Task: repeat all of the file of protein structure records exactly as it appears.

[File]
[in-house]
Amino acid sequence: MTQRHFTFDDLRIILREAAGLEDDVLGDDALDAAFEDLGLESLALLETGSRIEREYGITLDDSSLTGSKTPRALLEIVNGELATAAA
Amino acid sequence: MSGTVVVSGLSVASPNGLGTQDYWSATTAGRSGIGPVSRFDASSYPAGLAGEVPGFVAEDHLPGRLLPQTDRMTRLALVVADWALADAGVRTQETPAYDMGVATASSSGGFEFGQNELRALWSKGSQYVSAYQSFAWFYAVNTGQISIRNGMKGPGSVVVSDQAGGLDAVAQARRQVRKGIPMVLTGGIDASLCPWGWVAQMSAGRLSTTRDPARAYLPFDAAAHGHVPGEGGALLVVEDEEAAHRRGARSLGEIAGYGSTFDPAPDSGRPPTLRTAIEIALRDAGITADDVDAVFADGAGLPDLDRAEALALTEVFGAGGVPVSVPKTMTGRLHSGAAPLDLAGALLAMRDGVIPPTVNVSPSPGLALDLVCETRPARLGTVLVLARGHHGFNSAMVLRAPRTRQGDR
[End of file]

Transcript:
[in-house]
Amino acid sequence: MTQRHFTFDDLRIILREAAGLEDDVLGDDALDAAFEDLGLESLALLETGSRIEREYGITLDDSSLTGSKTPRALLEIVNGELATAAA
Amino acid sequence: MSGTVVVSGLSVASPNGLGTQDYWSATTAGRSGIGPVSRFDASSYPAGLAGEVPGFVAEDHLPGRLLPQTDRMTRLALVVADWALADAGVRTQETPAYDMGVATASSSGGFEFGQNELRALWSKGSQYVSAYQSFAWFYAVNTGQISIRNGMKGPGSVVVSDQAGGLDAVAQARRQVRKGIPMVLTGGIDASLCPWGWVAQMSAGRLSTTRDPARAYLPFDAAAHGHVPGEGGALLVVEDEEAAHRRGARSLGEIAGYGSTFDPAPDSGRPPTLRTAIEIALRDAGITADDVDAVFADGAGLPDLDRAEALALTEVFGAGGVPVSVPKTMTGRLHSGAAPLDLAGALLAMRDGVIPPTVNVSPSPGLALDLVCETRPARLGTVLVLARGHHGFNSAMVLRAPRTRQGDR